On the New Zealand Wine and Culinary Route - First Stop: Auckland, Part 1

  • Curtis Marsh

  • 14 Aug 2016 | Travel

For most of the world, New Zealand is very remote and evokes iconographic thoughts of pristine shores and some of the most breathtaking landscapes on earth. Needless to say, tourism is booming, but if you can, set aside the boundless spectacular countryside, the vast mountain ranges and glaciers, the wilderness of unspoiled temperate and sub-tropical native forests, the ruggedly beautiful coastlines and impossibly stunning beaches. Many are discovering the best kept secret of New Zealand and that's the wealth of enjoyment in wine and culinary tourism.

They say the best way to get to know a country is to eat food with the locals. Putting that in relative perspective, you won't find Michelin-garnered restaurants or pilgrimages and temples of gastronomy or alters to extravagant wines in New Zealand. But you will find exceptional, wholesome and fresh produce, honest wines that over-deliver in price-quality rapport and an abundance of genuine, down-to-earth hospitality—often in far-flung locations with a spectacular backdrop, yet immersed in simplicity, which is the essence of the 100% Pure New Zealand lifestyle.

Diversity is the key. A remarkably unique diurnal at every level, in as much as the intrepid, adventure-seeking explorer can be trekking in the mountains, and yet within a few hours be lying on a golden-sand beach; so too can the pleasure-seeker be ensconced in some of the most exclusive and luxurious lodges in extraordinarily secluded locations, and yet never be too far from cosmopolitan sanctuary and cafe society. As the eponymous vigneron, Nigel Greening at Felton Road winery in Central Otago puts it, "The mean travel distance in New Zealand to a good cafe latte is very strategic."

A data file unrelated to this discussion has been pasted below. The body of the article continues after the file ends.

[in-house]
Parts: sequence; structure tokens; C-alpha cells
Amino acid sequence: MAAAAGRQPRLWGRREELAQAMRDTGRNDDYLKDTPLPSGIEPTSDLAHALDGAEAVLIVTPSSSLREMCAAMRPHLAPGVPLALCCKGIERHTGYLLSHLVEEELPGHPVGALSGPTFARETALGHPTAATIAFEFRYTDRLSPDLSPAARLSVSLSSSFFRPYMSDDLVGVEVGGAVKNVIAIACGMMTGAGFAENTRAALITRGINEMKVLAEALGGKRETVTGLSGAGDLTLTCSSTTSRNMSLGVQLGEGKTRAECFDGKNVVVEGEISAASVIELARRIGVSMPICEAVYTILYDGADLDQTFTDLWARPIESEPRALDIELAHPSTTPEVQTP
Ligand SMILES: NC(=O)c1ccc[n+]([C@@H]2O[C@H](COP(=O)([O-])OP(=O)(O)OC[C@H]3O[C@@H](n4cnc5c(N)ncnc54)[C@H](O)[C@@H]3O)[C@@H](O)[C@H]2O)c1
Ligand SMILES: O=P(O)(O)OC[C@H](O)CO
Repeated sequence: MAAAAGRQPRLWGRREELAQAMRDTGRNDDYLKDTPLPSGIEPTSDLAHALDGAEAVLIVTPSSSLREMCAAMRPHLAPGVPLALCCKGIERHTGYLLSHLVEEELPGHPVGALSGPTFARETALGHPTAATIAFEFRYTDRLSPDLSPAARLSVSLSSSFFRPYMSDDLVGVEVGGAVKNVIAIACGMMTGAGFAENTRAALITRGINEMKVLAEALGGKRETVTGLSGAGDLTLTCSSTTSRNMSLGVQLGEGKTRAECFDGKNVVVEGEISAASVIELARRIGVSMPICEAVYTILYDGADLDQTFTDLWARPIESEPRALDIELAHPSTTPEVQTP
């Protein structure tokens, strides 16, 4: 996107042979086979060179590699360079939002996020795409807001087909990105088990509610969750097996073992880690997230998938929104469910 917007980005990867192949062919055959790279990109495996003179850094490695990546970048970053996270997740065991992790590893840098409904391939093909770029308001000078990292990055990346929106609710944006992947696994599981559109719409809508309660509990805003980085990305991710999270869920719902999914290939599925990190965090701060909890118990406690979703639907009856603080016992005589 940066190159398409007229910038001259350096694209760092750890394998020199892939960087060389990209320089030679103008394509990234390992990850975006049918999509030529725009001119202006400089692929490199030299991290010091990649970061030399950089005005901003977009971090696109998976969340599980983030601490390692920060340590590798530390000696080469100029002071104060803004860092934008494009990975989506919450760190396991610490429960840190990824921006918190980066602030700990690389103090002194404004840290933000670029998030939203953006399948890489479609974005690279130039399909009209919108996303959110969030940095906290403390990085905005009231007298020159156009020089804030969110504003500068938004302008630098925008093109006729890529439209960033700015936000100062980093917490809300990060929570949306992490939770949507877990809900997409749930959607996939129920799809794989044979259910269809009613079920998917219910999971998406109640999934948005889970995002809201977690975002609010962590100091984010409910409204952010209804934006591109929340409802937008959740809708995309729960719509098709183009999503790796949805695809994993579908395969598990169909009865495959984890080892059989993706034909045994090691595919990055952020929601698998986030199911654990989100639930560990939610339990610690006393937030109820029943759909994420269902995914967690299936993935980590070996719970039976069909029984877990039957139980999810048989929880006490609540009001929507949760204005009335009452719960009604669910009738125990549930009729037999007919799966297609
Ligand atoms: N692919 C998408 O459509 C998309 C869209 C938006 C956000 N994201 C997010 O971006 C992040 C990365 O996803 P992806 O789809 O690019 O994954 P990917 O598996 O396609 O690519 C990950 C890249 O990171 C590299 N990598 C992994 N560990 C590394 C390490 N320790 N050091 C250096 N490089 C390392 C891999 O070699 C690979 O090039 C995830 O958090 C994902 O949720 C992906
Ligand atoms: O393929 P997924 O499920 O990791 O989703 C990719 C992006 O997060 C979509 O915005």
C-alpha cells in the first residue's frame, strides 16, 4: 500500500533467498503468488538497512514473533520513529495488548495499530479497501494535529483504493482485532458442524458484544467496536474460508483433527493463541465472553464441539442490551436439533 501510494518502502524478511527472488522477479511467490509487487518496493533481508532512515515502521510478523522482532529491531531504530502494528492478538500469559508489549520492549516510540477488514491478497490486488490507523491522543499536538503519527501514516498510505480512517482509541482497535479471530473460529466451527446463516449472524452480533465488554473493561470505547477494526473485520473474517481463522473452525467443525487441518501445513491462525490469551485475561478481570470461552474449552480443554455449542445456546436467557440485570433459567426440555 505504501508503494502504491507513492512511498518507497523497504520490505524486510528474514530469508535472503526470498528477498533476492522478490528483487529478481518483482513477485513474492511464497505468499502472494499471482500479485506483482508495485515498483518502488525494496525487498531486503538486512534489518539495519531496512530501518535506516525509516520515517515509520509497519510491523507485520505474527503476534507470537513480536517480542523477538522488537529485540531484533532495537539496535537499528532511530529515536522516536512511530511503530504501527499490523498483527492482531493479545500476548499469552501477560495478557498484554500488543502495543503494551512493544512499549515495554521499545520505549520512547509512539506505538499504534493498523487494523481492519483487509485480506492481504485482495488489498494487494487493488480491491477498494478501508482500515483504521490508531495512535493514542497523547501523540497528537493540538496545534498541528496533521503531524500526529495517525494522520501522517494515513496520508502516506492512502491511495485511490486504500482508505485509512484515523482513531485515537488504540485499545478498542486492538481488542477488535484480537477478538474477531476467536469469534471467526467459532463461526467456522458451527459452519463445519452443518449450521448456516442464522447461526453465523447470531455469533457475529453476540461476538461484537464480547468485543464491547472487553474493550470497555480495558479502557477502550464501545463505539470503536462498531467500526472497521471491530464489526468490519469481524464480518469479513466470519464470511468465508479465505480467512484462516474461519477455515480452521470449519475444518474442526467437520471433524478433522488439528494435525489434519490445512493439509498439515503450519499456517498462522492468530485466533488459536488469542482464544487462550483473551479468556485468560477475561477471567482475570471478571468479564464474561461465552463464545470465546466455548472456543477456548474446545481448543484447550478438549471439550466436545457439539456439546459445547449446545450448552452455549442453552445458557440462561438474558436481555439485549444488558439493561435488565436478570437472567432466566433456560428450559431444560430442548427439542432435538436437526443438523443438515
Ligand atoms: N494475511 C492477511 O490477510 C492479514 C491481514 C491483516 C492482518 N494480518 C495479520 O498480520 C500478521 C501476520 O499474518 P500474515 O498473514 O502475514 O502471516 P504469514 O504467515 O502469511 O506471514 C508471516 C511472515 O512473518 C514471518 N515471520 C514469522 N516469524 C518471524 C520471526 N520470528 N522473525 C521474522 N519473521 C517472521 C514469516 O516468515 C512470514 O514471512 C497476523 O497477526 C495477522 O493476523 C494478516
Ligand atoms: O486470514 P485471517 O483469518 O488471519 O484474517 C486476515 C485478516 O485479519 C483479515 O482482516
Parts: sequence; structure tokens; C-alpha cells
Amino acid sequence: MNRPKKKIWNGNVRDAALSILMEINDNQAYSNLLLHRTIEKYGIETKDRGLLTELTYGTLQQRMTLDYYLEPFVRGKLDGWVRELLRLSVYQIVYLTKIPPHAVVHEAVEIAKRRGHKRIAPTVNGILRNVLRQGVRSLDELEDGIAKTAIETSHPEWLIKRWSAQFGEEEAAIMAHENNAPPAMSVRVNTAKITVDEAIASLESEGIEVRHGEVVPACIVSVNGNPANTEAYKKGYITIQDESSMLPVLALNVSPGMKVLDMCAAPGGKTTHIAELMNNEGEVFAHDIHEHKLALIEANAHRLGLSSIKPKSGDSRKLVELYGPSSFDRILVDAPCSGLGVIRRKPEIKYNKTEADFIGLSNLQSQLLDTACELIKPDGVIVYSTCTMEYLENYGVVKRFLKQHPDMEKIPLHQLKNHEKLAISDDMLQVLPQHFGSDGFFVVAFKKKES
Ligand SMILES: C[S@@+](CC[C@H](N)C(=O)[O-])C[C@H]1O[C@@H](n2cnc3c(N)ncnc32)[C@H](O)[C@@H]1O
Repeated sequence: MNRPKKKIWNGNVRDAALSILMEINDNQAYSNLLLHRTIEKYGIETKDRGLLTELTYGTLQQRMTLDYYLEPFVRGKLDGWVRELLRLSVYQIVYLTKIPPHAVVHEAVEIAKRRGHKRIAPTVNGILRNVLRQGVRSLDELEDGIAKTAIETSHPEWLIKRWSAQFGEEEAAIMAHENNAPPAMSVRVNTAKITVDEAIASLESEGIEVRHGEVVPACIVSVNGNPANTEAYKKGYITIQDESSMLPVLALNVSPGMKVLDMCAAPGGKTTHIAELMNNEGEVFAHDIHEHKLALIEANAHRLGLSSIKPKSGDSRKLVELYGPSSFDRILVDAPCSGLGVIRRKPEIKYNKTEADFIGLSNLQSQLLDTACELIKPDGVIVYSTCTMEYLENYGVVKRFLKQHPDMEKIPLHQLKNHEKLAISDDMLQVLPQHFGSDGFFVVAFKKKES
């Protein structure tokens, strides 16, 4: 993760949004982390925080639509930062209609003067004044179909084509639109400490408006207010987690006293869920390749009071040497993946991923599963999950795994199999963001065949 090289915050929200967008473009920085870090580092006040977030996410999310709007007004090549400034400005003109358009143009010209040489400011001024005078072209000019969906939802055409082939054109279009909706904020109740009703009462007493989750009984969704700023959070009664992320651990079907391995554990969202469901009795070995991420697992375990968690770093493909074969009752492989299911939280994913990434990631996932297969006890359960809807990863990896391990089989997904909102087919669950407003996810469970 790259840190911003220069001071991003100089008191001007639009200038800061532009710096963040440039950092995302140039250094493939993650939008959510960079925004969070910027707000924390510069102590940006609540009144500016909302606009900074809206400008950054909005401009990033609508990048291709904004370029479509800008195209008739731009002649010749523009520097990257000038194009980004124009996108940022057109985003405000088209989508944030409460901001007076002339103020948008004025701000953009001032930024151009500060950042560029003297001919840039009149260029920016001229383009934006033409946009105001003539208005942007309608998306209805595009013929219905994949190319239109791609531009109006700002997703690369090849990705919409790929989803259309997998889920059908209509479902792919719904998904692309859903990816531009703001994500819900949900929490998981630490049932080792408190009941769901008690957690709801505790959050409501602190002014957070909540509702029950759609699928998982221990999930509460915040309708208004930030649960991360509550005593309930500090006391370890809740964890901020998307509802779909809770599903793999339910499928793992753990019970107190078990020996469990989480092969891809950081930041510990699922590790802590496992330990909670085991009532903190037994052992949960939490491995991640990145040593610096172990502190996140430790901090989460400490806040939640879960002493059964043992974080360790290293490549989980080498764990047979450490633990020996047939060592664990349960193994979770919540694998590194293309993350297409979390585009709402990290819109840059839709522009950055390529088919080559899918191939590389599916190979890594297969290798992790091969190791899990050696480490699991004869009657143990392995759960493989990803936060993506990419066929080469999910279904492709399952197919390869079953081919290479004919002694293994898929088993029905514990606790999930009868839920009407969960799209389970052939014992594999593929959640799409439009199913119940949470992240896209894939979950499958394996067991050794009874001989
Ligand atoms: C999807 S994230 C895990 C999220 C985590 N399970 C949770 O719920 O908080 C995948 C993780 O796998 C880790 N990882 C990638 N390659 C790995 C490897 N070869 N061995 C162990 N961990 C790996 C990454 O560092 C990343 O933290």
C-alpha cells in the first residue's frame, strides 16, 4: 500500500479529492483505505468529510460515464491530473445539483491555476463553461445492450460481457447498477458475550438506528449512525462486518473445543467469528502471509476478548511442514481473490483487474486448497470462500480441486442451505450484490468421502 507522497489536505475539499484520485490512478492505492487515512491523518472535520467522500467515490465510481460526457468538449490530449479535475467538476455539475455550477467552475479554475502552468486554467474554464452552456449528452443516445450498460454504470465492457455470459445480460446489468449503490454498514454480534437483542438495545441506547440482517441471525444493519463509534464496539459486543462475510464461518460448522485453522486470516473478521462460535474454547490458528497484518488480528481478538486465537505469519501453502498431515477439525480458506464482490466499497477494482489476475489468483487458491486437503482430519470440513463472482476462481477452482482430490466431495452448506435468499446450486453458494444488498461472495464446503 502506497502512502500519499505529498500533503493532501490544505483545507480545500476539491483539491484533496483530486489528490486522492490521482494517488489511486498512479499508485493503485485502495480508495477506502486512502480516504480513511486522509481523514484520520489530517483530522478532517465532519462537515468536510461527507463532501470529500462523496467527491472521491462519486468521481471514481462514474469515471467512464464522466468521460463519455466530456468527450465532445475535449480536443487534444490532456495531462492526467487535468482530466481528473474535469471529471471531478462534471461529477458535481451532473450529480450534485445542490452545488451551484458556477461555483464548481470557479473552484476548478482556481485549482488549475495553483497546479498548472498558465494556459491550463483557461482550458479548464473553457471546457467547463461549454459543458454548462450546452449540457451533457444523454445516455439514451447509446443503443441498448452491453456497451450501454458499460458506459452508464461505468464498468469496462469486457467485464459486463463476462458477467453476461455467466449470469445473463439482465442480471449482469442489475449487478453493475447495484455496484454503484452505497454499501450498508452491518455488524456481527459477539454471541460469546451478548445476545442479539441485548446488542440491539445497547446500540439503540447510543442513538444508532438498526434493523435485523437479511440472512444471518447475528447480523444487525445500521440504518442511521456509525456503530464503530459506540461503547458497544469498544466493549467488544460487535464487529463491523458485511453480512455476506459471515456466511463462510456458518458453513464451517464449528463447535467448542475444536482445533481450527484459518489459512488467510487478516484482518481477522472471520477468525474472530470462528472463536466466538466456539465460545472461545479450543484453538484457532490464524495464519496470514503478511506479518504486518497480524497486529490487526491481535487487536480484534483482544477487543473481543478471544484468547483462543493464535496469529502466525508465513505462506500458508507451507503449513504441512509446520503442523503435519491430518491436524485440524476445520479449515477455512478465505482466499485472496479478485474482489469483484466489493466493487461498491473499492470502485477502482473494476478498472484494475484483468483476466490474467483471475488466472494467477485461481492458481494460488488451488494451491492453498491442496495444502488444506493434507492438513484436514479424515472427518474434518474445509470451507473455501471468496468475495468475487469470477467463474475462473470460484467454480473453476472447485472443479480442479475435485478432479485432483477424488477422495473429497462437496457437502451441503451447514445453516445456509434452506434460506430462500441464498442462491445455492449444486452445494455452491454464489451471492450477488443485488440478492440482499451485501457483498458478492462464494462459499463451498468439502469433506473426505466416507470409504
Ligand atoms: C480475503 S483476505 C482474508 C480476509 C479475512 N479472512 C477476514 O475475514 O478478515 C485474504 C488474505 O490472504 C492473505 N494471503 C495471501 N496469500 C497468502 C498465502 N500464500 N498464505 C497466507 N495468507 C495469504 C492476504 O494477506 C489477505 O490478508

Getting around New Zealand can be equally dynamic, if not exhilarating, and comes in many shapes and forms at every level—both altitude and attitude. Some like to get around by helicopter, others prefer getting off-road on a mountain bike, or both. Many like to walk or trek and have done the length, breadth and peaks of the country, conquering the nine great walks.

Others see much more merit in the scenic window of a motorhome and fly-drive is orthodox, if not logical with Air New Zealand's extensive domestic network and 22 destinations; or there's always the Gandalf option and the Middle Earth great eagles of Manwë. You can also go by rail, taking you through an extraordinary range of scenery, and that doesn't necessarily always involve a train. The New Zealand Rail Trail experience is awesome, as is the Alp2Ocean cycle trail, 301 kilometers from the Southern Alps to the Pacific Ocean!

You can hitchhike, as backpackers and surfies do, and the buses work fine. Or maybe you're more at home on the sea; with 15,000 kilometers of stunning coastline, sheltered sounds and island-dotted harbors, a sailing holiday is the ultimate New Zealand adventure. Experienced yachties can charter a vessel, or you can opt for a skipper and crew for sailing tours with everything from fully-fledged, ocean-going, maxi yachts and boats that rage in character and speed from restored, historic, square-riggers to the highest technology of New Zealand’s Americas Cup winners.